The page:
When soprano Nadine Sierra originally performed on From the Top at the age of 15, her extraordinary talent was undeniable. Already a member of the Palm Beach Opera Company, Nadine sang Puccini's "O, Mio Babbino Caro" with such maturity, we all recognized her potential to have a professional opera career in the future. Even so, we were astonished, as was the opera world, when, at the age of 20, Nadine became the youngest soprano ever to win the most prestigious voice competition in all of North America - the Metropolitan Opera National Council Auditions.
Nadine returned to the From the Top stage at the age of 21 to talk about that incredible experience and to sing "Ah, Je veux vivre!" from Gounod's Romeo et Juliette, one of the two pieces she sang at her winning audition.
After graduating high school in her home town of Delray Beach, Florida, Nadine moved to New York City to study voice at the Mannes School of Music. There, she had the good fortune to meet the great American mezzo-soprano Marilyn Horne, who became a close friend and mentor. It was she who suggested that Nadine enter the Metropolitan Opera National Council Auditions.
"I was asking for suggestions of how to sponsor myself so I could go to Europe to study Italian over the summer," recalls Nadine, "and she said to me, 'In this economy? There are no sponsors. You have to do it yourself!'" Then Ms. Horne suggested Nadine compete in the Met auditions, as winning would entail a monetary reward. "I remember thinking to myself, 'I can't win the Met. I'm too young," says Nadine. "But she kept persisting that I should give it a try."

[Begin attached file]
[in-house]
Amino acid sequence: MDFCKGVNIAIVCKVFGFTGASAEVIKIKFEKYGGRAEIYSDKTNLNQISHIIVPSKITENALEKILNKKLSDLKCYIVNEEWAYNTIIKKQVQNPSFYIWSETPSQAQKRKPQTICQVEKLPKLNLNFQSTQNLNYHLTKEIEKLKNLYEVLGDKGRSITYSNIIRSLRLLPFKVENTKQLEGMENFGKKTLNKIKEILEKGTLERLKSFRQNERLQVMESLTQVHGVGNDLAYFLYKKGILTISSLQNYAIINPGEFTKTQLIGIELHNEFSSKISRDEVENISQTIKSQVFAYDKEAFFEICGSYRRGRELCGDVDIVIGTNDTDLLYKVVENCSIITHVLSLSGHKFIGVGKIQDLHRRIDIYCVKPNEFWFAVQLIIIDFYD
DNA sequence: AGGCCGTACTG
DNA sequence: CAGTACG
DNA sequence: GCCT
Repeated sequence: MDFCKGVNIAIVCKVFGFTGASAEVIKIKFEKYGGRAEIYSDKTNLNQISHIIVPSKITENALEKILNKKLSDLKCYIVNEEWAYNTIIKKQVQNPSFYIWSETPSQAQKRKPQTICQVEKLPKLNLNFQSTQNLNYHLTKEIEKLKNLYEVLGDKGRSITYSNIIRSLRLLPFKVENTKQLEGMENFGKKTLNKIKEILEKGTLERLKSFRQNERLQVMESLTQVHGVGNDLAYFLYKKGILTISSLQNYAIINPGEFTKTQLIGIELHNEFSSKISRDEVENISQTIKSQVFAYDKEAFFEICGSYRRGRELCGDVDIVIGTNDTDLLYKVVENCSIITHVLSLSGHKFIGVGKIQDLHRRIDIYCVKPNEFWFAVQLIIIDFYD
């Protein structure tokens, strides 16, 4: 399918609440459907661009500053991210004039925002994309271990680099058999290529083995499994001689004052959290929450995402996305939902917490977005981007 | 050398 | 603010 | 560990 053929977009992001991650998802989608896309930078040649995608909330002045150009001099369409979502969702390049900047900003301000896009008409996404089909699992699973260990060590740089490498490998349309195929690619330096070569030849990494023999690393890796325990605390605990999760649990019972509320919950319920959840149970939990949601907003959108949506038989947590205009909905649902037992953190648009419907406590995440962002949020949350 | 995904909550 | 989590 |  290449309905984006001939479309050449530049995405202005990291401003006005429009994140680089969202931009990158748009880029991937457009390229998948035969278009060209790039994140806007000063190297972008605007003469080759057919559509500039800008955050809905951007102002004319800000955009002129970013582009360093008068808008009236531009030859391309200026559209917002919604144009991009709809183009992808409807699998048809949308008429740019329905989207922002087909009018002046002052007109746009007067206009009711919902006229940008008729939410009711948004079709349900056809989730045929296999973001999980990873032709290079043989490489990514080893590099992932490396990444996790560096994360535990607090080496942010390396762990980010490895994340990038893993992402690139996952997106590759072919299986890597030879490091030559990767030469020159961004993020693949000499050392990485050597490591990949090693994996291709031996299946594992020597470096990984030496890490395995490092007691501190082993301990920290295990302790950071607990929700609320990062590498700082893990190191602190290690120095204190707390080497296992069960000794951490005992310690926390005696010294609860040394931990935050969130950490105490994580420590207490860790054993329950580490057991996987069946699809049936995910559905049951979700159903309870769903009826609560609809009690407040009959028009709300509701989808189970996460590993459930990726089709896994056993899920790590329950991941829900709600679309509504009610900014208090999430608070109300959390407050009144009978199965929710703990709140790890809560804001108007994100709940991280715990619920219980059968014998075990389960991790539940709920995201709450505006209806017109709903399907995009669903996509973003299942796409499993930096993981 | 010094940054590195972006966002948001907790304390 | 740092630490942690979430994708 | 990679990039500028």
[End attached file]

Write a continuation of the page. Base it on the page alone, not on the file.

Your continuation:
Nadine took her mentor's advice and entered the competition, fully expecting to be eliminated early on, and was shocked when she made it through the first round, then the second, and then the third, semi-final round.
That's when things started to get really serious. The final round took place on the Metropolitan stage, with a full orchestra and a large audience in attendance. Nadine assessed the stakes at hand and took stock of her nerves.
"It's different now because there will be a big orchestra and audience out there," she thought to herself, "but in that audience will be some of the most precious people to me in my life - my friends, my family, my teachers, and everyone who has inspired me. I'm going to use this opportunity to go on stage and give back as much as they have given me, and share every ounce of joy with them." And with that, Nadine had her five minutes on the Metropolitan stage. And then she won.
The acclaim of winning such a prestigious honor has been tremendously exciting for Nadine, but making such a big splash hasn't come without pressures. "I feel there's now an expectation of me to perform at the highest level each time I perform or compete, and that can be hard because I am only 21 years old, and I am still trying to experience and learn as best I can," she explains. "The pressure is definitely there, but I try to approach it in the sanest way possible - to remind myself that I am only human, I will never be perfect, and I will always be learning, every day of my entire life."